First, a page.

The Gods Come Home to the Vineyard
Experience 4.0 Hemel-en-Aarde Valley Vineyards Wine 4.0

The Gods Come Home to the Vineyard

DOMAINES DES DIEUX
Monday 13 March 2017
http://www.domainedesdieux.co.za/

Experience: 4/5
Wines: 4/5

The Cape South Easter that blew away the chances of anyone starting, let alone finishing, the Cape Town Cycle Tour yesterday was not going to give up easily. Consequently, there was a chilly breeze as the sun set over the Vineyard Hotel tonight. The wind was nevertheless strong enough to bring Domaines des Dieux from Hemel-en-Aarde to Cape Town.

Domaines des Dieux means ‘Home of the Gods’. The boutique wine farm, with just 20 hectares under vine, focuses mainly on MCC and white wine production. It has a reputation for award-winning wines in the French and European styles. The farm is relatively new, having been bought in 2002 by two wine lovers. The year intrigued as this was the same year that the Charles Fox and Almenkerk vineyards were bought, North-West of Hemel-en-Aarden and in the nearby Elgin Valley. Domaines de Dieux likewise was replanted with vines from apple and peach orchards. It seems probable that the coincident timing stems from the end of the apartheid era in 1994.

Terrence brought four wines for tasting. First up was my favourite, the 2010 Claudia Brut MCC. Made in the traditional (Champagne) way from Pinot Noir and Chardonnay grapes, the wines spend 4 years on their lees after secondary bottle fermentation and before disgorgement to dispel the yeast sediment. The wines remain bottled in the cellar for a further 12 months until ready for release. The end result of this lengthy time on the lees is an MCC that is creamy and flinty with notes of citrus lemon. I liked the fuller flavour brought by the extended production time.

Next up were a Sauvignon Blanc and a Chardonnay. Unusually, the Sauvignon Blanc was a 2011 vintage and therefore much older than that which is commonly sold and drunk. The ageing, 7 months in French oak included, brought out a sharpness in dry acidity that surprised in its intensity. Cool green and citrus fruits combined with an asparagus nose to make a wine that I would prefer to drink with food. Creamy seafood or an oily fish dish would make an ideal match for the crisp acidity.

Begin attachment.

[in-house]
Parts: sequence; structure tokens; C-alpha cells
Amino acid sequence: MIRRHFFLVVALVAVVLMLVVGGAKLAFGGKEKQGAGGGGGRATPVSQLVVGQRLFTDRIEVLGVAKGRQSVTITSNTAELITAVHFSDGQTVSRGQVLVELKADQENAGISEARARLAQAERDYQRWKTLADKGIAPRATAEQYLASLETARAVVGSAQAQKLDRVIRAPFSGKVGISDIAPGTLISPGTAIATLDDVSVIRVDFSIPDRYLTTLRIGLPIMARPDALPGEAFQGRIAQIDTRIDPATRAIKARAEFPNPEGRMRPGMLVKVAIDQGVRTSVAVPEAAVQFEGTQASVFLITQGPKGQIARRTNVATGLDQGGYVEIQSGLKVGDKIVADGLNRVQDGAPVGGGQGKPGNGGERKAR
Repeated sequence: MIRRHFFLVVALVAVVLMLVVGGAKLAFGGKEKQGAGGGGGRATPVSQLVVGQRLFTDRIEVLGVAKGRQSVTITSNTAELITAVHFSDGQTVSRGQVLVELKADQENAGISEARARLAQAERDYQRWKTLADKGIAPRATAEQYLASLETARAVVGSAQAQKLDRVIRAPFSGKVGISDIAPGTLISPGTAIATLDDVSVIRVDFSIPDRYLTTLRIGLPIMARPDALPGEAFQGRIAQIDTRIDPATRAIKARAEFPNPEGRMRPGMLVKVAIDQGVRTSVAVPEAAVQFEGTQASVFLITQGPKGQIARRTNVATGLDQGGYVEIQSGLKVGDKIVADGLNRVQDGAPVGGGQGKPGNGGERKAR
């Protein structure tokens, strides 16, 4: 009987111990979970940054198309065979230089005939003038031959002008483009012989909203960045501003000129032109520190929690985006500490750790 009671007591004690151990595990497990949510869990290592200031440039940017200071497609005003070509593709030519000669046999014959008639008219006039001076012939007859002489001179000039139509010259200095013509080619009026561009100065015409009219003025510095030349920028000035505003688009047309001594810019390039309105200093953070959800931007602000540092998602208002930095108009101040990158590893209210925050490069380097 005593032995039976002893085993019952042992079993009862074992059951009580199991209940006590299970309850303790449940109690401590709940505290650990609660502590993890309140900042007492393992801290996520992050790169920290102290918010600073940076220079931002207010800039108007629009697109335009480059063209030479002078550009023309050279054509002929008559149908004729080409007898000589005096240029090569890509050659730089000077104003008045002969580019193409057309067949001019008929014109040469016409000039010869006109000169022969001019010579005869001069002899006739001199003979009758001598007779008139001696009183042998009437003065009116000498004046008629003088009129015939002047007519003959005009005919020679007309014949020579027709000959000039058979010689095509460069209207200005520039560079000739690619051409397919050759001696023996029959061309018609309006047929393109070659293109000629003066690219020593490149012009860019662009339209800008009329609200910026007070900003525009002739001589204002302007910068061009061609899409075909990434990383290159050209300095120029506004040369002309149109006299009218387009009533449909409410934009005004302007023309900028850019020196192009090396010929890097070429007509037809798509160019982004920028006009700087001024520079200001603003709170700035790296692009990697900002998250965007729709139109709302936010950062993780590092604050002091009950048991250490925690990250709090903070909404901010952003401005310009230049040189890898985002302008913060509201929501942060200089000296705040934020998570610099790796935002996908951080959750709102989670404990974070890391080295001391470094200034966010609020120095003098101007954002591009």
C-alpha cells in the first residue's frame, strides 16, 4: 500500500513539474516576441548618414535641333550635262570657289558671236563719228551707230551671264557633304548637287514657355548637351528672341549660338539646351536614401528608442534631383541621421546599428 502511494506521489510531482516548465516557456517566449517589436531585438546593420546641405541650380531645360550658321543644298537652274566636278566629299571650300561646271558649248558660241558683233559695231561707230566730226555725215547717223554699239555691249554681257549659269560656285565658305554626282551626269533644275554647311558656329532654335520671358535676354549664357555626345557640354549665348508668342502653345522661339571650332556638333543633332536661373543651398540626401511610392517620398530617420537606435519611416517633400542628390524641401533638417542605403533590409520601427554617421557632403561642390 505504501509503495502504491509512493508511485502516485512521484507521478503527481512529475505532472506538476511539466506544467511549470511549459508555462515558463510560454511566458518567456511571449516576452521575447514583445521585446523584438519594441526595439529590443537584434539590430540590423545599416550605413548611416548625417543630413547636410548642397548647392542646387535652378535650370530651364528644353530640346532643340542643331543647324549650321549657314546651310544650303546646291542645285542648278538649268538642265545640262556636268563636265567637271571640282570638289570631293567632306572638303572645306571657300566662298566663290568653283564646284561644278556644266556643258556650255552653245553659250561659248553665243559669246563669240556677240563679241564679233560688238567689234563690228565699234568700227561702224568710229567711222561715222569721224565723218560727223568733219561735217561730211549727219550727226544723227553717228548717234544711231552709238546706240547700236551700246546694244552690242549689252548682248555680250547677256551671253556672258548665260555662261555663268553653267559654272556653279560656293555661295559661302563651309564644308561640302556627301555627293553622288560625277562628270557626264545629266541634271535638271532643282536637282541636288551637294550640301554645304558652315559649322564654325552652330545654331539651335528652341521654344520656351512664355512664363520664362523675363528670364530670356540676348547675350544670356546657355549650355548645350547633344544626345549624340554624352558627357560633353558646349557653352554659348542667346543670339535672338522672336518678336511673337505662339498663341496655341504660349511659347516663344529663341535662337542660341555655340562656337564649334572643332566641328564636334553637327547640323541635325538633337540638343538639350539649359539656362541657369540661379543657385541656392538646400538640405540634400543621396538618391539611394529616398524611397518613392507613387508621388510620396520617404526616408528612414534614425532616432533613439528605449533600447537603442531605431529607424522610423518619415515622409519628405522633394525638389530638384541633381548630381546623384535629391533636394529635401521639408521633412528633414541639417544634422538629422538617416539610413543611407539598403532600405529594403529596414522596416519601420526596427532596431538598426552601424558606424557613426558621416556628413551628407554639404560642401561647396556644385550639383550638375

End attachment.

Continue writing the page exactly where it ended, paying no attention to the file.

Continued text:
The Chardonnay was powerful and packed flavour and intensity in appearance, nose and palate. It was strong lime yellow in colour with a heady, creamy nose rich in yellow apple, orange and buttery lime. The complexity, aided by 9 months ageing in French oak, was balanced by the strong finish. This is a wine I would have rated highly (had I been scoring during ‘blind’ tasting) albeit I prefer a more delicate style. Chardonnay classically has an ‘apple nose’ and can be distinguished by that. Despite the theory, I have struggled over tens of tastings from many vineyards to pick out the apple flavours on the nose. The Domaines des Dieux Chardonnay was different. The apple smell was immediately apparent and identifiable.

The sole red was a blend of Syrah and Mourvèdre. Here was a wine that should have been easy to pick out but was grown in a region that I had not tasted from before. Syrah-dominated (85%), the cool climate brought out different flavours to those I am familiar with. There was none of the full plum fruit and black peppercorn spiciness. Instead, the nose combined black cherries with liquorice and white peppercorns.

The Domaines des Dieux wines were strong in flavour – ‘meaty’ as Terrence described – adding complexity to my knowledge and wine-tasting experience. This intensity, I was told, was more to do with the deep clay/shale soils in the area than a specific style of the wine farm.

I learned too that Hemel-en-Aarde means ‘heaven on earth’. Where better place for there to be a Home of the Gods?

Wines tasted (bought *):

MCC:

2010 Claudia Brut MCC (90% Chardonnay, 10% Pinot Noir) – R160 FAVOURITE WINE

White:

2011 Sauvignon Blanc – R85
2012 Chardonnay – R120

Red:

2012 Syrah Mourvèdre (85% Syrah, 15% Mourvèdre) – R150

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